Trewane Cross survives well, although the head is mounted on a modern shaft and base. It is a late example of a cross, these lantern head crosses dating to the later medieval period. It is a rare example of a cross of Cateclewse stone and the sculpture is especially fine. From its ornate style it was possibly originally a churchyard cross. Its discovery and several movements around Cornwall during the 19th century and earlier 20th century to its present reuse as a war memorial, reflect well the changing attitudes to religion and their impact on the local landscape since the medieval period. This is one of five crosses now located in St Neot churchyard, the other four being the subject of a separate scheduling.


This List entry has been amended to add sources for further reading (13/12/2016)

The monument includes a medieval churchyard cross situated to the south of St Neot church on the southern edge of Bodmin Moor. The cross, which is Listed Grade II, survives as an upright lantern head of Cateclewse stone mounted on a modern granite shaft and two stepped base, 2.35m in overall height. Cateclewse stone is a greenstone from Trevose on the north Cornish coast which was used for elaborate sculpture in Cornish churches during the medieval period. The head measures 0.82m high by 0.33m wide. The principal faces are orientated east-west, while all four faces of the head are decorated with scenes in relief: the west principal face bears a crucifixion scene with the head of God the Father above the cross; the east principal face bears the figure of a man holding a book and a staff; the north face bears a figure of a man with a crook or possibly a flail and a book; and the south side is decorated with the Virgin and Child. All the figures are set beneath ogee arched canopies. The two male figures may represent a saint and a farmer. The figures are depicted in medieval dress and are skillfully executed. There is a small hole through the head from north to south. This cross head is cemented onto a modern hexagonal shaft of pink granite or Luxulianite, 1.18m high by 0.25m wide. The shaft is cemented onto a two stepped granite base. The upper step measures 0.82m north-south by 0.8m east- west and is 0.2m high. The lower step is constructed of blocks of granite and measures 1.07m square by 0.15m high. On the west face of this step is an inscription which reads: `This ancient cross was erected here to the glory of God and to the memory of the men of St Neot parish who gave their lives for their king and country 1914-1918'. On the west end of the top step are two iron cannon balls, one on either side of the cross shaft. This cross was found in the 1790s at Trewane Manor in the parish of St Kew, near the north coast of Cornwall. Trewane was the home of the Grylls family. Around 1816 the cross was moved to Luxulyan where Gerveys Grylls was vicar, and it was mounted on the Luxulyanite shaft. In 1852 the cross was moved to Helston and in 1866 to Lewarne in the Glynn valley, south east Cornwall. In 1918 the cross was re-erected in its present location in St Neot churchyard as the parish war memorial. The metalled footpath and the gutter to the north of the cross, the metalled footpath to the south, the row of gravestones to the east, and the memorial stone to the west where they fall within the cross's protective margin, are excluded from the scheduling, although the ground beneath is included.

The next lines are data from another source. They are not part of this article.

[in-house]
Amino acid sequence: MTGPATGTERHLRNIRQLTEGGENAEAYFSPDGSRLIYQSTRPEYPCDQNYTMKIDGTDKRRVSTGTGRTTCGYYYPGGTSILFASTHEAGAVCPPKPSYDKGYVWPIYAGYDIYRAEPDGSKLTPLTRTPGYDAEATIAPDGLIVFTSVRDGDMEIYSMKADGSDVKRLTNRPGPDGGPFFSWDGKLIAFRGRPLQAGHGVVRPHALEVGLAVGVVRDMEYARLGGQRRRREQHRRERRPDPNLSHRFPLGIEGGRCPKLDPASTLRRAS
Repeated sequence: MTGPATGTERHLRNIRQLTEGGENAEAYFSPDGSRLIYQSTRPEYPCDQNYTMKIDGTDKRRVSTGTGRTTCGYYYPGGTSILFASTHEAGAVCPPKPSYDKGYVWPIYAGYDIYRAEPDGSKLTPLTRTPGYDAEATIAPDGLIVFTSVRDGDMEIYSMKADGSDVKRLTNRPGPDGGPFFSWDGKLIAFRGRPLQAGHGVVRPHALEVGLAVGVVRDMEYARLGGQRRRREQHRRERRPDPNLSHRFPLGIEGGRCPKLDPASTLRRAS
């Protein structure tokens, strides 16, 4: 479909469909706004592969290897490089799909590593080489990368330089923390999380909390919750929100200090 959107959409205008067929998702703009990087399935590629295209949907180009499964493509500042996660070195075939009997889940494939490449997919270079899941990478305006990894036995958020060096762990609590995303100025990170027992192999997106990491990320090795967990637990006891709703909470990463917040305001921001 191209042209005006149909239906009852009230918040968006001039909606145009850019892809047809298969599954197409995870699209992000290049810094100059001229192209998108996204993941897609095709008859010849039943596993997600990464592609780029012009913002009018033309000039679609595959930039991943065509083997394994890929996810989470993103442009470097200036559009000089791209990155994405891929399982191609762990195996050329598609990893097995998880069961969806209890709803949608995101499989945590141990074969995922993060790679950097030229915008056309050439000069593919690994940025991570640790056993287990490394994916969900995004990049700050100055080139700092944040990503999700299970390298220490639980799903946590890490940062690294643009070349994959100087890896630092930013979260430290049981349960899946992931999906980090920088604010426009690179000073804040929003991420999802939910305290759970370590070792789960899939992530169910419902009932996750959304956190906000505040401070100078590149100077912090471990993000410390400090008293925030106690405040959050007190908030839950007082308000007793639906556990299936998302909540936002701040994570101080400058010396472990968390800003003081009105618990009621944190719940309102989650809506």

MAP EXTRACT The site of the monument is shown on the attached map extract. It includes a 2 metre boundary around the archaeological features, considered to be essential for the monument's support and preservation.


The contents of this record have been generated from a legacy data system.

Legacy System number: 31844

Legacy System: RSM


Books and journals
Langdon, A G, Stone Crosses in East Cornwall, (1996)
Langdon, A, Stone Crosses in Mid Cornwall, (1994)
War Memorials Register, accessed 13/12/2016 from
Consulted July 1997, Cornwall SMR entry for PRN No. 17141,
Title: 1:25000 Ordnance Survey Map; SX 06/16; Pathfinder Series 1347 Source Date: 1989 Author: Publisher: Surveyor:

End of official listing